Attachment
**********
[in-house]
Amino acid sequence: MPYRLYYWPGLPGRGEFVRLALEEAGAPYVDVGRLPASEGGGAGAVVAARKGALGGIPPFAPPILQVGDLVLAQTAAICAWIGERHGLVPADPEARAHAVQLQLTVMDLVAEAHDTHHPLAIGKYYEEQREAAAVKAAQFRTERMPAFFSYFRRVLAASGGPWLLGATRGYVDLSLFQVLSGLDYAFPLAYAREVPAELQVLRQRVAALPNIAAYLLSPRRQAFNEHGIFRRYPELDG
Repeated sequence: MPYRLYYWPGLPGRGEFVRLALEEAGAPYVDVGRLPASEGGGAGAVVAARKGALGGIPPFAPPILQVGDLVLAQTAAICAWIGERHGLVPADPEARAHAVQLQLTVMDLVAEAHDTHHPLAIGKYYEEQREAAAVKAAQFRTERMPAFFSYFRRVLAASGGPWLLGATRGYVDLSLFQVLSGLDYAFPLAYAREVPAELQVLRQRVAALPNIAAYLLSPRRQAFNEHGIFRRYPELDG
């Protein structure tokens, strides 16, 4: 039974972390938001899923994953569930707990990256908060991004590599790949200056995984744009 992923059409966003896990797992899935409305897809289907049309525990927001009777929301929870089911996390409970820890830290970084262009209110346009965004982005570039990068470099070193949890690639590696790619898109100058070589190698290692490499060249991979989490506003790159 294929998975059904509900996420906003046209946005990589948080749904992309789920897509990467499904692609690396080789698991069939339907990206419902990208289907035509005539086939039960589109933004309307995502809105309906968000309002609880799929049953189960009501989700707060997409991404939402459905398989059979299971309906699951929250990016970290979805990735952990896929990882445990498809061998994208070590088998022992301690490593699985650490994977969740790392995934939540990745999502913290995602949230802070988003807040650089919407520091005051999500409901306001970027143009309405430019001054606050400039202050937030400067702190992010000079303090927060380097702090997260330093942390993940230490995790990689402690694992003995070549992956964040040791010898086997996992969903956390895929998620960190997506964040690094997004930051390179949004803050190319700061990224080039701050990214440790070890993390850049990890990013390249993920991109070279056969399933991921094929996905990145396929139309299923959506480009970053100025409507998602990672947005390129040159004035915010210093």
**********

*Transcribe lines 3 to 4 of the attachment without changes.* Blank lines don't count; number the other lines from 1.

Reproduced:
Repeated sequence: MPYRLYYWPGLPGRGEFVRLALEEAGAPYVDVGRLPASEGGGAGAVVAARKGALGGIPPFAPPILQVGDLVLAQTAAICAWIGERHGLVPADPEARAHAVQLQLTVMDLVAEAHDTHHPLAIGKYYEEQREAAAVKAAQFRTERMPAFFSYFRRVLAASGGPWLLGATRGYVDLSLFQVLSGLDYAFPLAYAREVPAELQVLRQRVAALPNIAAYLLSPRRQAFNEHGIFRRYPELDG
């Protein structure tokens, strides 16, 4: 039974972390938001899923994953569930707990990256908060991004590599790949200056995984744009 992923059409966003896990797992899935409305897809289907049309525990927001009777929301929870089911996390409970820890830290970084262009209110346009965004982005570039990068470099070193949890690639590696790619898109100058070589190698290692490499060249991979989490506003790159 294929998975059904509900996420906003046209946005990589948080749904992309789920897509990467499904692609690396080789698991069939339907990206419902990208289907035509005539086939039960589109933004309307995502809105309906968000309002609880799929049953189960009501989700707060997409991404939402459905398989059979299971309906699951929250990016970290979805990735952990896929990882445990498809061998994208070590088998022992301690490593699985650490994977969740790392995934939540990745999502913290995602949230802070988003807040650089919407520091005051999500409901306001970027143009309405430019001054606050400039202050937030400067702190992010000079303090927060380097702090997260330093942390993940230490995790990689402690694992003995070549992956964040040791010898086997996992969903956390895929998620960190997506964040690094997004930051390179949004803050190319700061990224080039701050990214440790070890993390850049990890990013390249993920991109070279056969399933991921094929996905990145396929139309299923959506480009970053100025409507998602990672947005390129040159004035915010210093």